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6 Dog Breeds With Dreadlocks

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Some dog breeds naturally grow what looks like “dreadlocks” in humans, or their coats can be groomed to develop this style. Known for their distinctive look, these dogs often remind people of a “mop dog.” The technical terms for their coat style are cords, flocks, or mats.

While it might seem that these coats are low-maintenance, they actually require significant care. Starting the cords involves manually splitting the fur into sections and maintaining them until they can sustain themselves.

High maintenance is key for these coats, as they easily collect debris like twigs, mud, and dust. Without proper care, cords can become matted, causing discomfort for the dog. So, keeping these cords in good condition is essential.

Let’s take a look at six popular breeds with this unique corded coat.

Dog with Dreads 

Meet the unique and eye-catching dogs with dreads, showcasing their distinctive corded coats that set them apart in the canine world.

1. Puli

The Puli, a charming dog from Hungary, is renowned for its unique, naturally corded coat. This long, wooly fur is practically waterproof but requires careful maintenance to prevent it from covering the dog’s face in thick locks.

The health of the Puli, including its diet and conditioning, greatly influences the development of its cords. If the two layers of the coat grow unevenly, the cords may be weak or even fall off. It’s also important to watch for dreads forming in their ears, which can lead to infections.

But there’s more to the Puli than just its trendy coat. These compact dogs are incredibly loyal, affectionate, and surprisingly strong and agile for their size. Originating in Hungary as herding dogs, Pulis are hard-working, alert, and intelligent, making them excellent in their traditional role.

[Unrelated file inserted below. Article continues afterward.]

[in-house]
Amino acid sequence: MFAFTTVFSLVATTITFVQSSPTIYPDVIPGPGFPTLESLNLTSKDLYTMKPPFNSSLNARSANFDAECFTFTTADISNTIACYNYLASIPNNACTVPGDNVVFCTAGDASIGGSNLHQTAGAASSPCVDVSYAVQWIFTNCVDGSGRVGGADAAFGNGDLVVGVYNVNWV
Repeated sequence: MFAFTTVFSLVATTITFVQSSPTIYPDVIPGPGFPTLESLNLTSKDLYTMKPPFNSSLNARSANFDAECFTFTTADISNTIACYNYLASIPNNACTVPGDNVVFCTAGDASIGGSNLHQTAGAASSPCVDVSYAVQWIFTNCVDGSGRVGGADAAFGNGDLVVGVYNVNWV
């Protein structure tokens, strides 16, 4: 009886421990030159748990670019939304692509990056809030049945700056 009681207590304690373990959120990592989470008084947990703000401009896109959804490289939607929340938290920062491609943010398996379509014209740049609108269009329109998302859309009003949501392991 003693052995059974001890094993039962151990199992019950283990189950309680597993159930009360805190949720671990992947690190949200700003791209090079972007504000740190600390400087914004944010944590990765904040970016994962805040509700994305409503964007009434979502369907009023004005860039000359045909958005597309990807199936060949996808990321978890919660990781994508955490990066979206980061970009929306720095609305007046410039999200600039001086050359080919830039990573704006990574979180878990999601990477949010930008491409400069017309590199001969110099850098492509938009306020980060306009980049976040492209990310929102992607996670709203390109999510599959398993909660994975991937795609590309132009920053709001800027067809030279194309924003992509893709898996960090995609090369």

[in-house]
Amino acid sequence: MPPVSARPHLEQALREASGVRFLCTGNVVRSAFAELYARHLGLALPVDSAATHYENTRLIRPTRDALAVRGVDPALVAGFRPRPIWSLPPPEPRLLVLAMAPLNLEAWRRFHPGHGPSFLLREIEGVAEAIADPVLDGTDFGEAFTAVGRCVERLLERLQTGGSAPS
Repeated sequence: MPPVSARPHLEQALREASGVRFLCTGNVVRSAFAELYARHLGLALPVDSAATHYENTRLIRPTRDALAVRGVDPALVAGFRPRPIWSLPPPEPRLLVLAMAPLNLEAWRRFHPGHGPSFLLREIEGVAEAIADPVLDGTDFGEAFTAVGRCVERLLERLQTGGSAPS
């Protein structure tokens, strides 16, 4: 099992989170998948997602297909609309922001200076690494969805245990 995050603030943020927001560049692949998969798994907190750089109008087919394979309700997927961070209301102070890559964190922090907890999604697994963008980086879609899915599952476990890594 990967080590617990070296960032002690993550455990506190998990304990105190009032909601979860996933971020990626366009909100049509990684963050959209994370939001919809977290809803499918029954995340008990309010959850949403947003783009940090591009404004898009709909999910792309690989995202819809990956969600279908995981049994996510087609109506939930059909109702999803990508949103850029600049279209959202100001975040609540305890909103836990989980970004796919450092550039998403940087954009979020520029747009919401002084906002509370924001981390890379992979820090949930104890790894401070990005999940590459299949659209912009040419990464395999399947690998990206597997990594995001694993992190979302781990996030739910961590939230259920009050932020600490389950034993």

They are equally content in the outdoors and relaxing at home by the fire, showing their adaptable and loving nature towards their families.

2. Komondor

dog with dreadlocks

Komondors, often compared to Pulis due to their long, naturally dreaded coats, stand out with their thicker cords. Initially, Komondor puppies have a curly, fluffy coat that eventually forms into dense, curly cords over a couple of years. These cords provide insulation in extreme cold weather and protection during heavy rains.


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Originating from Hungary, Komondors were traditionally used for herding and guarding livestock. Their long, white coats allowed them to blend in with sheep and offer camouflage in snowy conditions, while the texture of their coat kept them warm and protected from predators in the fields.

Not only are these dogs visually striking, but they are also big, strong, and muscular, yet surprisingly agile and capable of handling demanding tasks. Komondors are intelligent and calm, content with both working outdoors and spending time with their families. Their endearing and curious nature makes them excellent family dogs, adding to their popularity.

3. Spanish Water Dog

dogs with dreads

Spanish Water Dogs, known for their unique single coat, may develop natural mats or require some assistance to achieve their characteristic corded look. These cords aren’t just for appearance; they serve a practical purpose in aiding the dogs in their work.

True to their name, these dogs hail from Spain, where they were traditionally used for various roles, such as guardians, hunters, retrievers, and sheepdogs. Bred initially as herders and water dogs, they spent much of their time assisting farmers and fishermen. Their matted coat acts as a waterproof barrier, protecting their organs and keeping them warm and dry during water activities.

This Spanish breed is exceptionally loyal and thrives on spending time with its owner. They enjoy hunting, outdoor activities, and relaxing at home. Energetic, inquisitive, and playful, Spanish Water Dogs are wonderful companions but may be challenging for first-time dog owners due to their high energy levels and curious nature.

4. Bergamesco

dog with dreadlocks breed

The Bergamasco, originating from the Italian Alps near Bergamo, stands out among herding dogs with its unique coat. Unlike many other breeds, the Bergamasco’s coat consists of three types of hair. It features two undercoats: one short and smooth and another longer and more wiry, complemented by a curly top coat.